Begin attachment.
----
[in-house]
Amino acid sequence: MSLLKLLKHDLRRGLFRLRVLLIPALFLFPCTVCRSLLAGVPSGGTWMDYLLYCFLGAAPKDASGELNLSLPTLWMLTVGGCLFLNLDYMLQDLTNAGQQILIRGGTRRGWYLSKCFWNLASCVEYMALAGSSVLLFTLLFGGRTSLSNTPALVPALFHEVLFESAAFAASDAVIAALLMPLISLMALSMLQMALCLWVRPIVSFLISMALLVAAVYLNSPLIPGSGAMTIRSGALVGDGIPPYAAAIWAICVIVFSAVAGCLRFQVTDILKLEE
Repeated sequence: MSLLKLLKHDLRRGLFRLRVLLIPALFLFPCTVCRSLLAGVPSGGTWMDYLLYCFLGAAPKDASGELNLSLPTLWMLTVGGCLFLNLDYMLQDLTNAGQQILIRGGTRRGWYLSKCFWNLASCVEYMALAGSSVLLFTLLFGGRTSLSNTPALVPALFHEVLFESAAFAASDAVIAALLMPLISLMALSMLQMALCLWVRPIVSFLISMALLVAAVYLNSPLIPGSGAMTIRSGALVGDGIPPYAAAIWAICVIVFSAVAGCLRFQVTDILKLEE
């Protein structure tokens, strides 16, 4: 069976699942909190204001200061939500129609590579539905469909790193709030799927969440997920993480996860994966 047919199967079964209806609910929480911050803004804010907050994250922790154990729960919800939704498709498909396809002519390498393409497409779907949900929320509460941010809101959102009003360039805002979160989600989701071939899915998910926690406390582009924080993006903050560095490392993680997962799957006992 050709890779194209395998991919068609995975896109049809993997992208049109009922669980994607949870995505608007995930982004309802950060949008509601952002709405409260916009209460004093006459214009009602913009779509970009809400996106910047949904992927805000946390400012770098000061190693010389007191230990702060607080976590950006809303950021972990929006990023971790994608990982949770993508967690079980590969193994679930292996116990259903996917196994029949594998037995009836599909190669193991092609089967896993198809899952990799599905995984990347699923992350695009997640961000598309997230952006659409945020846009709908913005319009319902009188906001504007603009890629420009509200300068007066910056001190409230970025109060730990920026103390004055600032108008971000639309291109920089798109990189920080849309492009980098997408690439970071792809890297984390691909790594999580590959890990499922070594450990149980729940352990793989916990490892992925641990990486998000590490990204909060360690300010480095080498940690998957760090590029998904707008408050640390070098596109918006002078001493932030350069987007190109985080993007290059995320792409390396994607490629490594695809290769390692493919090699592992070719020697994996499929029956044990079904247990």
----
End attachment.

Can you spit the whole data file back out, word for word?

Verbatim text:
[in-house]
Amino acid sequence: MSLLKLLKHDLRRGLFRLRVLLIPALFLFPCTVCRSLLAGVPSGGTWMDYLLYCFLGAAPKDASGELNLSLPTLWMLTVGGCLFLNLDYMLQDLTNAGQQILIRGGTRRGWYLSKCFWNLASCVEYMALAGSSVLLFTLLFGGRTSLSNTPALVPALFHEVLFESAAFAASDAVIAALLMPLISLMALSMLQMALCLWVRPIVSFLISMALLVAAVYLNSPLIPGSGAMTIRSGALVGDGIPPYAAAIWAICVIVFSAVAGCLRFQVTDILKLEE
Repeated sequence: MSLLKLLKHDLRRGLFRLRVLLIPALFLFPCTVCRSLLAGVPSGGTWMDYLLYCFLGAAPKDASGELNLSLPTLWMLTVGGCLFLNLDYMLQDLTNAGQQILIRGGTRRGWYLSKCFWNLASCVEYMALAGSSVLLFTLLFGGRTSLSNTPALVPALFHEVLFESAAFAASDAVIAALLMPLISLMALSMLQMALCLWVRPIVSFLISMALLVAAVYLNSPLIPGSGAMTIRSGALVGDGIPPYAAAIWAICVIVFSAVAGCLRFQVTDILKLEE
């Protein structure tokens, strides 16, 4: 069976699942909190204001200061939500129609590579539905469909790193709030799927969440997920993480996860994966 047919199967079964209806609910929480911050803004804010907050994250922790154990729960919800939704498709498909396809002519390498393409497409779907949900929320509460941010809101959102009003360039805002979160989600989701071939899915998910926690406390582009924080993006903050560095490392993680997962799957006992 050709890779194209395998991919068609995975896109049809993997992208049109009922669980994607949870995505608007995930982004309802950060949008509601952002709405409260916009209460004093006459214009009602913009779509970009809400996106910047949904992927805000946390400012770098000061190693010389007191230990702060607080976590950006809303950021972990929006990023971790994608990982949770993508967690079980590969193994679930292996116990259903996917196994029949594998037995009836599909190669193991092609089967896993198809899952990799599905995984990347699923992350695009997640961000598309997230952006659409945020846009709908913005319009319902009188906001504007603009890629420009509200300068007066910056001190409230970025109060730990920026103390004055600032108008971000639309291109920089798109990189920080849309492009980098997408690439970071792809890297984390691909790594999580590959890990499922070594450990149980729940352990793989916990490892992925641990990486998000590490990204909060360690300010480095080498940690998957760090590029998904707008408050640390070098596109918006002078001493932030350069987007190109985080993007290059995320792409390396994607490629490594695809290769390692493919090699592992070719020697994996499929029956044990079904247990």